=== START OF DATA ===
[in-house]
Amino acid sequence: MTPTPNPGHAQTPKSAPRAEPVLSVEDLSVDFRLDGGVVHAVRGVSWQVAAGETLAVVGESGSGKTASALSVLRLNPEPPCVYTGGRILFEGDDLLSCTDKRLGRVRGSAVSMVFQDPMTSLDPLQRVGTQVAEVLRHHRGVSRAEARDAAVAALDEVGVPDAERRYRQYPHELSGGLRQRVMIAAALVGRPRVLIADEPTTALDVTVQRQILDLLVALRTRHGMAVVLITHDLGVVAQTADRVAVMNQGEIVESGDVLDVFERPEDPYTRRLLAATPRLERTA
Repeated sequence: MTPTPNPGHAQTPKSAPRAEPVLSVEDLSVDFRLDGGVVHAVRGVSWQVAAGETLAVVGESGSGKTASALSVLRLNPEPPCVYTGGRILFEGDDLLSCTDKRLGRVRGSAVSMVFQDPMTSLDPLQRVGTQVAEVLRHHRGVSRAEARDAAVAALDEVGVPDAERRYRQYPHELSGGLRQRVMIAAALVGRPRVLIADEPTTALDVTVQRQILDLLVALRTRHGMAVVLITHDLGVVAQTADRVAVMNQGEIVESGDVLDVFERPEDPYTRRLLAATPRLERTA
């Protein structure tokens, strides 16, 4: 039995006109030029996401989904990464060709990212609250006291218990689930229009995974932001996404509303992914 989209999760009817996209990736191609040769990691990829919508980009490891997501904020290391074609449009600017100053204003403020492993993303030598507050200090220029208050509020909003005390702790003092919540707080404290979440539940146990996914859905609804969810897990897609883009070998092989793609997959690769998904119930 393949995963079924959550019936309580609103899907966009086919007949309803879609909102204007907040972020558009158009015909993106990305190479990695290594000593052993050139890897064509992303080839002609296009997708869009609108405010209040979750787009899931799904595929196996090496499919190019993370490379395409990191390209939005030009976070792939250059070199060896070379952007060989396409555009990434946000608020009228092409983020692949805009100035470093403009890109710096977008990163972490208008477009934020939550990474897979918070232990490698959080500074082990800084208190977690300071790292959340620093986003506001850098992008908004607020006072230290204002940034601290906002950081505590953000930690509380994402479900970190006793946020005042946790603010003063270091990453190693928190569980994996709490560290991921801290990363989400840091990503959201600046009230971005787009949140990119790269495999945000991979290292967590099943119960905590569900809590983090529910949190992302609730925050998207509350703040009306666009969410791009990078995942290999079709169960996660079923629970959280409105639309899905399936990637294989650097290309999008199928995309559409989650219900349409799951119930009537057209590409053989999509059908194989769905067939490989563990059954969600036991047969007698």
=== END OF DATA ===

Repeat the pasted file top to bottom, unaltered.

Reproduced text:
[in-house]
Amino acid sequence: MTPTPNPGHAQTPKSAPRAEPVLSVEDLSVDFRLDGGVVHAVRGVSWQVAAGETLAVVGESGSGKTASALSVLRLNPEPPCVYTGGRILFEGDDLLSCTDKRLGRVRGSAVSMVFQDPMTSLDPLQRVGTQVAEVLRHHRGVSRAEARDAAVAALDEVGVPDAERRYRQYPHELSGGLRQRVMIAAALVGRPRVLIADEPTTALDVTVQRQILDLLVALRTRHGMAVVLITHDLGVVAQTADRVAVMNQGEIVESGDVLDVFERPEDPYTRRLLAATPRLERTA
Repeated sequence: MTPTPNPGHAQTPKSAPRAEPVLSVEDLSVDFRLDGGVVHAVRGVSWQVAAGETLAVVGESGSGKTASALSVLRLNPEPPCVYTGGRILFEGDDLLSCTDKRLGRVRGSAVSMVFQDPMTSLDPLQRVGTQVAEVLRHHRGVSRAEARDAAVAALDEVGVPDAERRYRQYPHELSGGLRQRVMIAAALVGRPRVLIADEPTTALDVTVQRQILDLLVALRTRHGMAVVLITHDLGVVAQTADRVAVMNQGEIVESGDVLDVFERPEDPYTRRLLAATPRLERTA
């Protein structure tokens, strides 16, 4: 039995006109030029996401989904990464060709990212609250006291218990689930229009995974932001996404509303992914 989209999760009817996209990736191609040769990691990829919508980009490891997501904020290391074609449009600017100053204003403020492993993303030598507050200090220029208050509020909003005390702790003092919540707080404290979440539940146990996914859905609804969810897990897609883009070998092989793609997959690769998904119930 393949995963079924959550019936309580609103899907966009086919007949309803879609909102204007907040972020558009158009015909993106990305190479990695290594000593052993050139890897064509992303080839002609296009997708869009609108405010209040979750787009899931799904595929196996090496499919190019993370490379395409990191390209939005030009976070792939250059070199060896070379952007060989396409555009990434946000608020009228092409983020692949805009100035470093403009890109710096977008990163972490208008477009934020939550990474897979918070232990490698959080500074082990800084208190977690300071790292959340620093986003506001850098992008908004607020006072230290204002940034601290906002950081505590953000930690509380994402479900970190006793946020005042946790603010003063270091990453190693928190569980994996709490560290991921801290990363989400840091990503959201600046009230971005787009949140990119790269495999945000991979290292967590099943119960905590569900809590983090529910949190992302609730925050998207509350703040009306666009969410791009990078995942290999079709169960996660079923629970959280409105639309899905399936990637294989650097290309999008199928995309559409989650219900349409799951119930009537057209590409053989999509059908194989769905067939490989563990059954969600036991047969007698």